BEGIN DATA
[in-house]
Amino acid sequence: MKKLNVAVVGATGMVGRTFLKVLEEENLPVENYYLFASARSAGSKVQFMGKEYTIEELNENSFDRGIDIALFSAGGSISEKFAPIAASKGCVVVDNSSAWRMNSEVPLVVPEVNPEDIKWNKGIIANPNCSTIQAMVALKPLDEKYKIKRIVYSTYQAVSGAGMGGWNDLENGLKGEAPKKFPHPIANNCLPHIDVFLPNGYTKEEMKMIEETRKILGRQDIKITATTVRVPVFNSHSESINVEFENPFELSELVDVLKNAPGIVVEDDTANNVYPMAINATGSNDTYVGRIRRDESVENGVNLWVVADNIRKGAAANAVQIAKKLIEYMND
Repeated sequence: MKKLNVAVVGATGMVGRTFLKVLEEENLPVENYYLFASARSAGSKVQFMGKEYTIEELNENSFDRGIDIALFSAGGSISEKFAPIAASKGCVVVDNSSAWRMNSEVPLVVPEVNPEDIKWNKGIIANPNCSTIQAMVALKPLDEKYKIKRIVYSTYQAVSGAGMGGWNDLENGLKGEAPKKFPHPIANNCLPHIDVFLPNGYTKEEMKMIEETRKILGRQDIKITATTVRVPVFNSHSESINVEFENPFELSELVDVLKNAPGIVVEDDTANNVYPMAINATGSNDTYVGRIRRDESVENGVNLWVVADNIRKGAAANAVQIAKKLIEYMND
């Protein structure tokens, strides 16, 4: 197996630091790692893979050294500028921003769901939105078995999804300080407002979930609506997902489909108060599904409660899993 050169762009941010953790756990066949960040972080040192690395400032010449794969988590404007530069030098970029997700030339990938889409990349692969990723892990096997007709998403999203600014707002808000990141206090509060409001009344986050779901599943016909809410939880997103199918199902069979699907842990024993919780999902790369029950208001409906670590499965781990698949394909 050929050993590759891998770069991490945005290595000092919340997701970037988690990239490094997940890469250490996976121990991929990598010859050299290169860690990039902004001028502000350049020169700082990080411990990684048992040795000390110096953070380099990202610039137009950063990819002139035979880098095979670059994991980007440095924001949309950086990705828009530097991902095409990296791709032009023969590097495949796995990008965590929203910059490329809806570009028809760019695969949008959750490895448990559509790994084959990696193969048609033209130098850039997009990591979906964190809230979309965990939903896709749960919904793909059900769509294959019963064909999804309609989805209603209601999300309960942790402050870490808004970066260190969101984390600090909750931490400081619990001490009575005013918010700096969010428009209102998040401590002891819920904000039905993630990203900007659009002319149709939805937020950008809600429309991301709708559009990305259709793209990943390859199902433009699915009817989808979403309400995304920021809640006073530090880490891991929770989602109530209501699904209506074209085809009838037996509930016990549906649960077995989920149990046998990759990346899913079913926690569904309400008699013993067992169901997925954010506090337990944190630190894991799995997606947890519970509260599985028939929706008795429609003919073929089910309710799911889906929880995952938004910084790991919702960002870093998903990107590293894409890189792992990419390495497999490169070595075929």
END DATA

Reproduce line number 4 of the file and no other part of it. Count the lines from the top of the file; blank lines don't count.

């Protein structure tokens, strides 16, 4: 197996630091790692893979050294500028921003769901939105078995999804300080407002979930609506997902489909108060599904409660899993 050169762009941010953790756990066949960040972080040192690395400032010449794969988590404007530069030098970029997700030339990938889409990349692969990723892990096997007709998403999203600014707002808000990141206090509060409001009344986050779901599943016909809410939880997103199918199902069979699907842990024993919780999902790369029950208001409906670590499965781990698949394909 050929050993590759891998770069991490945005290595000092919340997701970037988690990239490094997940890469250490996976121990991929990598010859050299290169860690990039902004001028502000350049020169700082990080411990990684048992040795000390110096953070380099990202610039137009950063990819002139035979880098095979670059994991980007440095924001949309950086990705828009530097991902095409990296791709032009023969590097495949796995990008965590929203910059490329809806570009028809760019695969949008959750490895448990559509790994084959990696193969048609033209130098850039997009990591979906964190809230979309965990939903896709749960919904793909059900769509294959019963064909999804309609989805209603209601999300309960942790402050870490808004970066260190969101984390600090909750931490400081619990001490009575005013918010700096969010428009209102998040401590002891819920904000039905993630990203900007659009002319149709939805937020950008809600429309991301709708559009990305259709793209990943390859199902433009699915009817989808979403309400995304920021809640006073530090880490891991929770989602109530209501699904209506074209085809009838037996509930016990549906649960077995989920149990046998990759990346899913079913926690569904309400008699013993067992169901997925954010506090337990944190630190894991799995997606947890519970509260599985028939929706008795429609003919073929089910309710799911889906929880995952938004910084790991919702960002870093998903990107590293894409890189792992990419390495497999490169070595075929």